"The Fraunhofer ITEM wants to offer customers quick access to sterile biopharmaceutical trial drugs. Therefore, we needed a solution that operates efficiently, even with the smallest batches and different container types. Our idea was a combination machine that would efficiently fill and close both vials and ampoules, while saving space and conforming to the strict requirements of GMP Annex 1, the German Drug Act, and the German Genetic Engineering Safety Regulations (GenTSV)," Dr. Holger Ziehr concludes.
"We work with active ingredients and had no previous experience with this type of filling operations. We quickly came to realize that there were not many suitable solutions available in the market," says Dr. Luma Baydoun, head of quality control at Fraunhofer ITEM.
At Interpack 2008, the project managers discussed their requirements with Bosch Packaging Technology and laid the foundation for a successful partnership.

The challenge: limited space
The first planning meetings of the new project partners took place in parallel with the reconstruction work at the Braunschweig site.
"A special challenge consisted in the limited space, as the new filling and closing machine needed to be installed in an existing building with a connection to the production machine of the active ingredients," Dr. Ziehr points out.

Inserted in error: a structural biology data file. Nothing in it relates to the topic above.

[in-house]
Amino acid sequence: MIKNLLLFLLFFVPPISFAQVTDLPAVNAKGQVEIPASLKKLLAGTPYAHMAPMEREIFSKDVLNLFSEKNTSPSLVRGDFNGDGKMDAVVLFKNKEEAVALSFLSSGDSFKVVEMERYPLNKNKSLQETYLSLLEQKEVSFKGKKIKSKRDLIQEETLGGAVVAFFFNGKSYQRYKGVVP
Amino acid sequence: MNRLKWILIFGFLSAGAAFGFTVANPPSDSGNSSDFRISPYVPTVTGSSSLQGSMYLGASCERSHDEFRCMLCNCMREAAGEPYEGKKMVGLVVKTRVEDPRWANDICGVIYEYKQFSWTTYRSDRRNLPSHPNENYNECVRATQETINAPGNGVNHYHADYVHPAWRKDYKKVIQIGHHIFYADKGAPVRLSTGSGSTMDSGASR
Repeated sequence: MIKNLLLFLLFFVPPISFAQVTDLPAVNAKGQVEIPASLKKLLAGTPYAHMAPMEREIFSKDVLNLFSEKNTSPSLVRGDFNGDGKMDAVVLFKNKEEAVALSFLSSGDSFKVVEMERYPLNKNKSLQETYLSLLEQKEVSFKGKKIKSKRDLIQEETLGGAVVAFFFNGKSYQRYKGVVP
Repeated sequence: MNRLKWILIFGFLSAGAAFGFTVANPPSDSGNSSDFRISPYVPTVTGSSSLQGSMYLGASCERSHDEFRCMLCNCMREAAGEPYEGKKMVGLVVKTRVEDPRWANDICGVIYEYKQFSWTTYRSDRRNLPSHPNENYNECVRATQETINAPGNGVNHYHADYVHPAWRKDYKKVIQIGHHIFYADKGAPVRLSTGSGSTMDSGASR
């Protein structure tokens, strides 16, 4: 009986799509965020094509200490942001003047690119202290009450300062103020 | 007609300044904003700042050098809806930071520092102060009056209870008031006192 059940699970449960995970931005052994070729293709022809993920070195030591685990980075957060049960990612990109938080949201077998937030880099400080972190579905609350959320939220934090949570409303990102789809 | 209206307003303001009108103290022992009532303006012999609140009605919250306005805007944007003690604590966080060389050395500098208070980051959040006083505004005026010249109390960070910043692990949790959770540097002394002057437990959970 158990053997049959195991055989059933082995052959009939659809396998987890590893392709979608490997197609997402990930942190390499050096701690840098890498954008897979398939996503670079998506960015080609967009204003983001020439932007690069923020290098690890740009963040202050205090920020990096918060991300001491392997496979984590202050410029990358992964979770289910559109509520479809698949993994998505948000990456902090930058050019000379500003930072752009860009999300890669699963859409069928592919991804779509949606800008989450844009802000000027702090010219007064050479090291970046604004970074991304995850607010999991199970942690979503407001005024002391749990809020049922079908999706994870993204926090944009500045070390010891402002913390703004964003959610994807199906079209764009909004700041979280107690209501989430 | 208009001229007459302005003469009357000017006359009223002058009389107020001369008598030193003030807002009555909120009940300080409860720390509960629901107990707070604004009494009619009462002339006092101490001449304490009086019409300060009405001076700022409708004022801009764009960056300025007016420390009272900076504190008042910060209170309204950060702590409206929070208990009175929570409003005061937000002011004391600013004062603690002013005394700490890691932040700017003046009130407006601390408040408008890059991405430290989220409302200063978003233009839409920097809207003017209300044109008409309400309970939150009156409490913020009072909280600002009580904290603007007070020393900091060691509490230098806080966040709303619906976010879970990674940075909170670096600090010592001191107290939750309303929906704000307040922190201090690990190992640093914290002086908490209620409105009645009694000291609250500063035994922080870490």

The overlap in time of the reconstruction work and the discussions with Bosch was advantageous for the project: The new ARF 1010 is now exactly aligned to the new room design, making sure that the space can be optimally used. Through the close collaboration with the Fraunhofer ITEM, the team members derived several design principles such as flexibility, convertibility and space savings.
"It is only with the wooden mock-up model that you can see if concepts developed on the drawing board, in brainstorming sessions or together with users are practicable," explains Tobias Goettler, product manager at Bosch Packaging Technology.
Especially the requirements regarding packaging, pumps, cleanroom classification and protection were worked out in detail; the results were directly transferred to the further developmental work.
"The cooperation between hardware and software developers, operators and model builders was particularly important during the first development phase. Together with the user we verified whether the layout satisfied the daily requirements," explains Tobias Goettler.